Court orders 24-hour firefighter shifts
Selectmen wanted shorter periods
LAKEVILLE -- Forced by a preliminary injunction from a Plymouth Superior Court judge, the Board of Selectmen has directed Fire Chief Daniel Hopkins to put his staff on a 24-hour shift rotation beginning today, instead of continuing to assign them to 10- and 14-hour shifts.
The 24-hour shift issue has been a major point of disagreement between the board and the firefighters' union for more than two years. The dispute has prevented the two sides from reaching a contract agreement since July 2004.
Selectmen, who act as fire commissioners, want the department to continue with the shorter shifts, saying it's a safety issue.
The union prefers the 24-hour rotation, saying the schedule works better for the eight full-time firefighters in the department and their families.
Under the preliminary injunction, the department will assign 24-hour shifts until a pending court case on the dispute can be settled.
"It's a step in the right direction," union president Tim Collins said. "Hopefully, we can put this issue behind us and move forward. We've got to negotiate another contract, since this one will expire in six months."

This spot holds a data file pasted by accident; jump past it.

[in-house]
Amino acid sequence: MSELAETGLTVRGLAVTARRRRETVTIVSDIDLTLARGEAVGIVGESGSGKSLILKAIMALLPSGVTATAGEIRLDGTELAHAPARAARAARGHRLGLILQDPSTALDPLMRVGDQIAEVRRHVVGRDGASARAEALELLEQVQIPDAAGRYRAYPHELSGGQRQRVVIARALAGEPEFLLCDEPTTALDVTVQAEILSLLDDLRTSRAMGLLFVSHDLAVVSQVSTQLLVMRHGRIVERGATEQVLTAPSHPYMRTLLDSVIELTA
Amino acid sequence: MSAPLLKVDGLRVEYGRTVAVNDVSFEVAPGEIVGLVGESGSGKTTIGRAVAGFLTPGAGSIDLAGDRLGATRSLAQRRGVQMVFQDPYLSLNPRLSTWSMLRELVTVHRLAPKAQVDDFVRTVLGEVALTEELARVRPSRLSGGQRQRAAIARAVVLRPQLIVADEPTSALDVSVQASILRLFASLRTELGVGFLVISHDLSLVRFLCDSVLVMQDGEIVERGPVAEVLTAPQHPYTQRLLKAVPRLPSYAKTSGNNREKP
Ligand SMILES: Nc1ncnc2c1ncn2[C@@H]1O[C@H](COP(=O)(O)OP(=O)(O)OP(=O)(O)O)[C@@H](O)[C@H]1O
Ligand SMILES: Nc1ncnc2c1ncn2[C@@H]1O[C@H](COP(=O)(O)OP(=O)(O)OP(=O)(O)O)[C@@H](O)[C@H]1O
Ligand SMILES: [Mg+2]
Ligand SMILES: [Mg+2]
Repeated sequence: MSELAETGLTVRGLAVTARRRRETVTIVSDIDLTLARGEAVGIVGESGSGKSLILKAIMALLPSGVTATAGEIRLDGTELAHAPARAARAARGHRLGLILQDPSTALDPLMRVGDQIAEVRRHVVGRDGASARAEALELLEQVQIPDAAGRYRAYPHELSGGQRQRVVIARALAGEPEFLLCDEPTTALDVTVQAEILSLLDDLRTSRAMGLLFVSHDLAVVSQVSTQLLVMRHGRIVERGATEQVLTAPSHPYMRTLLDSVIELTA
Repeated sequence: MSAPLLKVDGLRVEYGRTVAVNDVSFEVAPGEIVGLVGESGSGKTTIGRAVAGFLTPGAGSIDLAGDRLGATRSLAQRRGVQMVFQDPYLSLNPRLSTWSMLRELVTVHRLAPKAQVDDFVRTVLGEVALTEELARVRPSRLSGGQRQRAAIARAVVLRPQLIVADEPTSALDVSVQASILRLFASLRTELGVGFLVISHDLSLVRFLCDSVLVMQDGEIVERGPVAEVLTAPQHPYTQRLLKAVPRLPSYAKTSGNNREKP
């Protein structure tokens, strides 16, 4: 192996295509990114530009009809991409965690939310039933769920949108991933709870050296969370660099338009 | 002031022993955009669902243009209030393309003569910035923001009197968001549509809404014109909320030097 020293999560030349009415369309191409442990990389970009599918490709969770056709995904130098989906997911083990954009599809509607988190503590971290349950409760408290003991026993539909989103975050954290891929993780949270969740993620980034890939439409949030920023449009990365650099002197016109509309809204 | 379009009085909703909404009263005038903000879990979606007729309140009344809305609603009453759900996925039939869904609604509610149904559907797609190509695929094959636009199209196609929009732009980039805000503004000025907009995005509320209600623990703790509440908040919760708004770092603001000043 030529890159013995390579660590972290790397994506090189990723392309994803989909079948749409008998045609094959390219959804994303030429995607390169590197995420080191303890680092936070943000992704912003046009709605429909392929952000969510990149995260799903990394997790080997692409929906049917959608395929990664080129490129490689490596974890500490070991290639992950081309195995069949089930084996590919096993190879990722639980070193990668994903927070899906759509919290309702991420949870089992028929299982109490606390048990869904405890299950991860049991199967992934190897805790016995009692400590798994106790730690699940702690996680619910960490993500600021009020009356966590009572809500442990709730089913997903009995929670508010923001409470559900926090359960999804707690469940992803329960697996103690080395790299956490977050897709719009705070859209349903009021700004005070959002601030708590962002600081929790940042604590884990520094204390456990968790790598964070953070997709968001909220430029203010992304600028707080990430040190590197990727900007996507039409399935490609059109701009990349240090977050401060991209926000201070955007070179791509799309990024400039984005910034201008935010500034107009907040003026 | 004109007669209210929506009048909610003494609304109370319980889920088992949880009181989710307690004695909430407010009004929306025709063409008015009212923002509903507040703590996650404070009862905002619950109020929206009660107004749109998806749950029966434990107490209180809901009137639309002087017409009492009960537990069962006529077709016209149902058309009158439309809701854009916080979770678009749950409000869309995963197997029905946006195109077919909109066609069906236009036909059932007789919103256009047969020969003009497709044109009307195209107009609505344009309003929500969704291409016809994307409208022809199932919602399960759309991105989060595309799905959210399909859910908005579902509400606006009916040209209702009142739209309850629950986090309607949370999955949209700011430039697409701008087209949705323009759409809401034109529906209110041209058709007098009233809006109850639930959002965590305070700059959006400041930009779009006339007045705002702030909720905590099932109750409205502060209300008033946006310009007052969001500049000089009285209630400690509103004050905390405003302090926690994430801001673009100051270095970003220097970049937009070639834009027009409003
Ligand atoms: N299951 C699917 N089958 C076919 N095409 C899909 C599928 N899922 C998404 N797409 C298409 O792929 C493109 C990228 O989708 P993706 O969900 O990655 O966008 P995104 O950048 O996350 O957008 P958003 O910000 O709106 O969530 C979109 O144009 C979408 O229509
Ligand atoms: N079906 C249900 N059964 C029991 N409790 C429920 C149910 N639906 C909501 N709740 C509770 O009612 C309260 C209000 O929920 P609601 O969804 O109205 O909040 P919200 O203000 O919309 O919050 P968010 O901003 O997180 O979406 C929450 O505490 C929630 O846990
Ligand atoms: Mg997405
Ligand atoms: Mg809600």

Richard LaCamera, who on Tuesday chaired his last meeting as a member of the Board of Selectmen, stressed that the schedule change is temporary, in effect only until the court settles the pending court case.
Selectwoman Nancy Yeatts, the new chairwoman of the board, said the panel's concern over firefighters working 24 hours straight remains unchanged.
"We continue to think it's a safety issue," she said.
Collins said the 24-hour rotation -- one 24-hour shift, followed by two days off, then a second 24-hour rotation followed by four days off -- allows firefighters more time with their families. Until today, firefighters have been working two 10-hour day shifts, followed by two 14-hour night shifts.
"If you work six at night until eight in the morning, you're due back in 10 hours later," Collins said. "With the 24-hour schedule, we would have more down time."
The union has said the switch to 24-hour shifts will not cost the town additional money.
But Yeatts said that may not be true. "That's yet to be determined," she said. "And we haven't budgeted any money for it."
On Feb. 12, the union and selectmen will each have their chance to tell the court how they want to proceed in the case, according to the union's lawyer, David Rome.
Selectmen could decide to keep the 24-hour rotation or continue to fight the schedule change.
The case, filed by selectmen, appeals a September 2005 ruling by a state Joint Labor Management Committee arbitration panel backing the 24-hour shifts.
Christine Wallgren can be reached at email@example.com.